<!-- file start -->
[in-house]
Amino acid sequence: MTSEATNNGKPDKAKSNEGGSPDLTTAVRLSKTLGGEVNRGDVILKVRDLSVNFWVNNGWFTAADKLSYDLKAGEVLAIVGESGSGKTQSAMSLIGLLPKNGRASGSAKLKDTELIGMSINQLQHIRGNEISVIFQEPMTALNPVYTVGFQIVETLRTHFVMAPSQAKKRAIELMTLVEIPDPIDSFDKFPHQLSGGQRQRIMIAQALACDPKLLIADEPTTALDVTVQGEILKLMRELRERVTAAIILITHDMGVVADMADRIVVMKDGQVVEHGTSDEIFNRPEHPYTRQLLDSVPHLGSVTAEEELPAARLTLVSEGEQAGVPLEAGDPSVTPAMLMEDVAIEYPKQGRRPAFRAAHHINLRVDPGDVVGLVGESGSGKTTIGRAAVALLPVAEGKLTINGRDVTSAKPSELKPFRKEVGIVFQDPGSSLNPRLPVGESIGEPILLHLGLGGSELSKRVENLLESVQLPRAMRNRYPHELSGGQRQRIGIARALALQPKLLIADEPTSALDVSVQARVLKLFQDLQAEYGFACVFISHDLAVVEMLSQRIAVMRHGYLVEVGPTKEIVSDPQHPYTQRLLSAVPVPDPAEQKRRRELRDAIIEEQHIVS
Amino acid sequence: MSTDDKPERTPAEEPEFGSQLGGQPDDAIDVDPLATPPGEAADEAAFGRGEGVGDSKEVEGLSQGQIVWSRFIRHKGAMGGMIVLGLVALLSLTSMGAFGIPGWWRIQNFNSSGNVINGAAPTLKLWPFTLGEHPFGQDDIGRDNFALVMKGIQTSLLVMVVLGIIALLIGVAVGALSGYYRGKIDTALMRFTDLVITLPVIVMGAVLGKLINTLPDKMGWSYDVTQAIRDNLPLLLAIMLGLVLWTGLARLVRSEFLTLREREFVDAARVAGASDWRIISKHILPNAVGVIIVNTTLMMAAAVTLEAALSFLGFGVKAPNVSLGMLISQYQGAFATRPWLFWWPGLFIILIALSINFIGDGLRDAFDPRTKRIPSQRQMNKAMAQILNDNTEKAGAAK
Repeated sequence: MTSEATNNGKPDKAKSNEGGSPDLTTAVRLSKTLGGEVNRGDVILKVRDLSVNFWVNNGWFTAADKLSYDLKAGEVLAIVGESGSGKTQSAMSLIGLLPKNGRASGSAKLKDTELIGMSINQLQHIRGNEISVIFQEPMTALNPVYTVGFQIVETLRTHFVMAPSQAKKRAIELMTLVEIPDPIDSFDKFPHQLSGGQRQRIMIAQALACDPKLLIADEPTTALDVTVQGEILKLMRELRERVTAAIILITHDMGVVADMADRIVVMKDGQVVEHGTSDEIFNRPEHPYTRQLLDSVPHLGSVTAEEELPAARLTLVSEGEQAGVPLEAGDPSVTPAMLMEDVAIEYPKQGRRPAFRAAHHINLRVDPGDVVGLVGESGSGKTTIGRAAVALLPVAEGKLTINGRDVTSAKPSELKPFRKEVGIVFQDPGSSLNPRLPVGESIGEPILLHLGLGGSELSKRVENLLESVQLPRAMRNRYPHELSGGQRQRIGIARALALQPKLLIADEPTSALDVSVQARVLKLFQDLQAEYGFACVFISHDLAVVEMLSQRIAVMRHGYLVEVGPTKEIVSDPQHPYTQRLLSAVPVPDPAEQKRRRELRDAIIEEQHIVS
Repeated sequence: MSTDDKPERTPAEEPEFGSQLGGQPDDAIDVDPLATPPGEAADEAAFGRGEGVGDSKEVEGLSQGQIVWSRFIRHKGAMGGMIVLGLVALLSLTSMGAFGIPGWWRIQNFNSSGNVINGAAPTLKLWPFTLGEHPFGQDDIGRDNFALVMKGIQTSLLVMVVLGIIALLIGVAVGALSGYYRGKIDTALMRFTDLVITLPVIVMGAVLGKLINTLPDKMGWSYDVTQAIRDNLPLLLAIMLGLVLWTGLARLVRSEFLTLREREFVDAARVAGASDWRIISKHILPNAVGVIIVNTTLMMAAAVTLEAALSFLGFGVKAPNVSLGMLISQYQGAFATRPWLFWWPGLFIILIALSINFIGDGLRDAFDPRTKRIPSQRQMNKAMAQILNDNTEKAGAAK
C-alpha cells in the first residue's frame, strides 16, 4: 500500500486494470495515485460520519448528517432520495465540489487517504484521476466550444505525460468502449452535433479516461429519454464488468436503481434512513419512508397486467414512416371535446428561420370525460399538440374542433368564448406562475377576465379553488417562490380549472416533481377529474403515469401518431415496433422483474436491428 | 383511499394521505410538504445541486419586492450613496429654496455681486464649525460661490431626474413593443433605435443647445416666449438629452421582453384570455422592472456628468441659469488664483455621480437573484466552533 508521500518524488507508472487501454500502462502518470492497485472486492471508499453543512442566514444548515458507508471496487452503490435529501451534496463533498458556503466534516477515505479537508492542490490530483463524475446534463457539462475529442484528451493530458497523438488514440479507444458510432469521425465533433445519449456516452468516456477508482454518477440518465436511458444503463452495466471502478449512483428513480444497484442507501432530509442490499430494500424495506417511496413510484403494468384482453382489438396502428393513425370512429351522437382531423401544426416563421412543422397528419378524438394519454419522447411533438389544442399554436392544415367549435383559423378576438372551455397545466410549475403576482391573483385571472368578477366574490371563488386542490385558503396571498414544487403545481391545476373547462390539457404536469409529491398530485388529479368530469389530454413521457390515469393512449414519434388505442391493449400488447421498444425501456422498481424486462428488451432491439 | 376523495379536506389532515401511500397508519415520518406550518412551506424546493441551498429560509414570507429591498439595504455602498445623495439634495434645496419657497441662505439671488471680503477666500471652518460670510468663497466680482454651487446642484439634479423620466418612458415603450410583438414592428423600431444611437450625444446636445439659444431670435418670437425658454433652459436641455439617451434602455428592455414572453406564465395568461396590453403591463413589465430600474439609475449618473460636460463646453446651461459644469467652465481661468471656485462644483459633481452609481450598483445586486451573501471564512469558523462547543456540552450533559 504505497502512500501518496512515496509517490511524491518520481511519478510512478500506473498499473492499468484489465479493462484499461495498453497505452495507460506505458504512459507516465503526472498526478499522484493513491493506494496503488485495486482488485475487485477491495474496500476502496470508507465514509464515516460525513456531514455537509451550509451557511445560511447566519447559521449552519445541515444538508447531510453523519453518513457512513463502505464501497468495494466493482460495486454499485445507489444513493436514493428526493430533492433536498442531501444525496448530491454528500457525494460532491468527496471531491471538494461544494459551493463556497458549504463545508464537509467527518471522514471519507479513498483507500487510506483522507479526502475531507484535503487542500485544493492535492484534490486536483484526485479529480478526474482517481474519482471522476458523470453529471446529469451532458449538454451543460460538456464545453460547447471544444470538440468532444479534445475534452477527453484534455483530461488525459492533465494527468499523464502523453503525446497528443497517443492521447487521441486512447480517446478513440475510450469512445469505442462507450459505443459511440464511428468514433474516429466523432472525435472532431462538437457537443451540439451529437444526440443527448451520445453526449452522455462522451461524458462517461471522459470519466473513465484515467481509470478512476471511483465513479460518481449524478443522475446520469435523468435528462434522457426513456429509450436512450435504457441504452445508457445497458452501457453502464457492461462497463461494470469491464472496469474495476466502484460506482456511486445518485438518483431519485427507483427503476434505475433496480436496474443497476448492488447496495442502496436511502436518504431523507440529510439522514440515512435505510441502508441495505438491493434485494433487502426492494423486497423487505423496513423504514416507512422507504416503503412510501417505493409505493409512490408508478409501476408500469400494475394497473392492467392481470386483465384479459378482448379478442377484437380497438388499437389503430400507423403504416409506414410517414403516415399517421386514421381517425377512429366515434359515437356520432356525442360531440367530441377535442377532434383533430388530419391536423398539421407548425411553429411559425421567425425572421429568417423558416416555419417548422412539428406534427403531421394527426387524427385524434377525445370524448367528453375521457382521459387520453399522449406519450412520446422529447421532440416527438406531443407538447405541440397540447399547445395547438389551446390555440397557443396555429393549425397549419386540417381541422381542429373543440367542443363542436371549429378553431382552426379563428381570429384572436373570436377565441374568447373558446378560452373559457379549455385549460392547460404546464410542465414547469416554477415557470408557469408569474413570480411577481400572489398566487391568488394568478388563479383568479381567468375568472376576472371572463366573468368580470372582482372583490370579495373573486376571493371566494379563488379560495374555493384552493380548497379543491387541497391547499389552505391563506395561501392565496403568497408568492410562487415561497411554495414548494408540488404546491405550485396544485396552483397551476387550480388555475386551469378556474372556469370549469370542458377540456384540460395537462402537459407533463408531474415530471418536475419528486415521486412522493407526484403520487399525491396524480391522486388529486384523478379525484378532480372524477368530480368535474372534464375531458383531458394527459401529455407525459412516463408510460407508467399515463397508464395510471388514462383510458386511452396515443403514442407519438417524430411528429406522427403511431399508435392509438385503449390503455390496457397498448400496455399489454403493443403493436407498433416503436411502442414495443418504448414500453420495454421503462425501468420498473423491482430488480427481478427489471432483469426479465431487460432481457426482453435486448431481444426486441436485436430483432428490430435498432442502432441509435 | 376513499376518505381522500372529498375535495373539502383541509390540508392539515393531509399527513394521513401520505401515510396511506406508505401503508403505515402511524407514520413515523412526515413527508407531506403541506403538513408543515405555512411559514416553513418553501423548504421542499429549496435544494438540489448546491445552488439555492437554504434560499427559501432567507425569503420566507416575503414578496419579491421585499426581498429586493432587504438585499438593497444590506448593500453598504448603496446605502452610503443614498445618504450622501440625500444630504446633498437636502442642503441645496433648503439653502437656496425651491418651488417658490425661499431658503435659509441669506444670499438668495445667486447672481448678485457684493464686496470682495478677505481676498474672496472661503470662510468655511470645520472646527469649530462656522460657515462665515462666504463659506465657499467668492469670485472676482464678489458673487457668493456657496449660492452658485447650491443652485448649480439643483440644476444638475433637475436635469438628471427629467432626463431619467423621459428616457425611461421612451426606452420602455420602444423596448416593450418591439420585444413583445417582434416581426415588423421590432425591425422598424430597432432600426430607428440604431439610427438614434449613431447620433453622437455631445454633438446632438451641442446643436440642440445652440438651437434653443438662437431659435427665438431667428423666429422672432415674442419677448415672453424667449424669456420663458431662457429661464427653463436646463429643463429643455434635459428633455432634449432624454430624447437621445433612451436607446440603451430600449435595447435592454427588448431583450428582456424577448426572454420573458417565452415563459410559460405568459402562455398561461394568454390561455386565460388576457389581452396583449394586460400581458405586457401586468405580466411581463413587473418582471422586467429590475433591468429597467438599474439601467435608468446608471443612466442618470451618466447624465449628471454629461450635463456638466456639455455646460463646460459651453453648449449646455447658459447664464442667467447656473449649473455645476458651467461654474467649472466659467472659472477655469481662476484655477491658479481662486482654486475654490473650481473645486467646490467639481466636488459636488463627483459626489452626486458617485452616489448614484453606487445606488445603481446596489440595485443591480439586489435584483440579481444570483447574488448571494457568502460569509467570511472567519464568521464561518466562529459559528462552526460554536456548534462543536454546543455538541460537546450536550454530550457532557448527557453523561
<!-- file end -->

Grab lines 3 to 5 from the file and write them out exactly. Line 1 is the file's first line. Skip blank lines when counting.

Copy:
Amino acid sequence: MSTDDKPERTPAEEPEFGSQLGGQPDDAIDVDPLATPPGEAADEAAFGRGEGVGDSKEVEGLSQGQIVWSRFIRHKGAMGGMIVLGLVALLSLTSMGAFGIPGWWRIQNFNSSGNVINGAAPTLKLWPFTLGEHPFGQDDIGRDNFALVMKGIQTSLLVMVVLGIIALLIGVAVGALSGYYRGKIDTALMRFTDLVITLPVIVMGAVLGKLINTLPDKMGWSYDVTQAIRDNLPLLLAIMLGLVLWTGLARLVRSEFLTLREREFVDAARVAGASDWRIISKHILPNAVGVIIVNTTLMMAAAVTLEAALSFLGFGVKAPNVSLGMLISQYQGAFATRPWLFWWPGLFIILIALSINFIGDGLRDAFDPRTKRIPSQRQMNKAMAQILNDNTEKAGAAK
Repeated sequence: MTSEATNNGKPDKAKSNEGGSPDLTTAVRLSKTLGGEVNRGDVILKVRDLSVNFWVNNGWFTAADKLSYDLKAGEVLAIVGESGSGKTQSAMSLIGLLPKNGRASGSAKLKDTELIGMSINQLQHIRGNEISVIFQEPMTALNPVYTVGFQIVETLRTHFVMAPSQAKKRAIELMTLVEIPDPIDSFDKFPHQLSGGQRQRIMIAQALACDPKLLIADEPTTALDVTVQGEILKLMRELRERVTAAIILITHDMGVVADMADRIVVMKDGQVVEHGTSDEIFNRPEHPYTRQLLDSVPHLGSVTAEEELPAARLTLVSEGEQAGVPLEAGDPSVTPAMLMEDVAIEYPKQGRRPAFRAAHHINLRVDPGDVVGLVGESGSGKTTIGRAAVALLPVAEGKLTINGRDVTSAKPSELKPFRKEVGIVFQDPGSSLNPRLPVGESIGEPILLHLGLGGSELSKRVENLLESVQLPRAMRNRYPHELSGGQRQRIGIARALALQPKLLIADEPTSALDVSVQARVLKLFQDLQAEYGFACVFISHDLAVVEMLSQRIAVMRHGYLVEVGPTKEIVSDPQHPYTQRLLSAVPVPDPAEQKRRRELRDAIIEEQHIVS
Repeated sequence: MSTDDKPERTPAEEPEFGSQLGGQPDDAIDVDPLATPPGEAADEAAFGRGEGVGDSKEVEGLSQGQIVWSRFIRHKGAMGGMIVLGLVALLSLTSMGAFGIPGWWRIQNFNSSGNVINGAAPTLKLWPFTLGEHPFGQDDIGRDNFALVMKGIQTSLLVMVVLGIIALLIGVAVGALSGYYRGKIDTALMRFTDLVITLPVIVMGAVLGKLINTLPDKMGWSYDVTQAIRDNLPLLLAIMLGLVLWTGLARLVRSEFLTLREREFVDAARVAGASDWRIISKHILPNAVGVIIVNTTLMMAAAVTLEAALSFLGFGVKAPNVSLGMLISQYQGAFATRPWLFWWPGLFIILIALSINFIGDGLRDAFDPRTKRIPSQRQMNKAMAQILNDNTEKAGAAK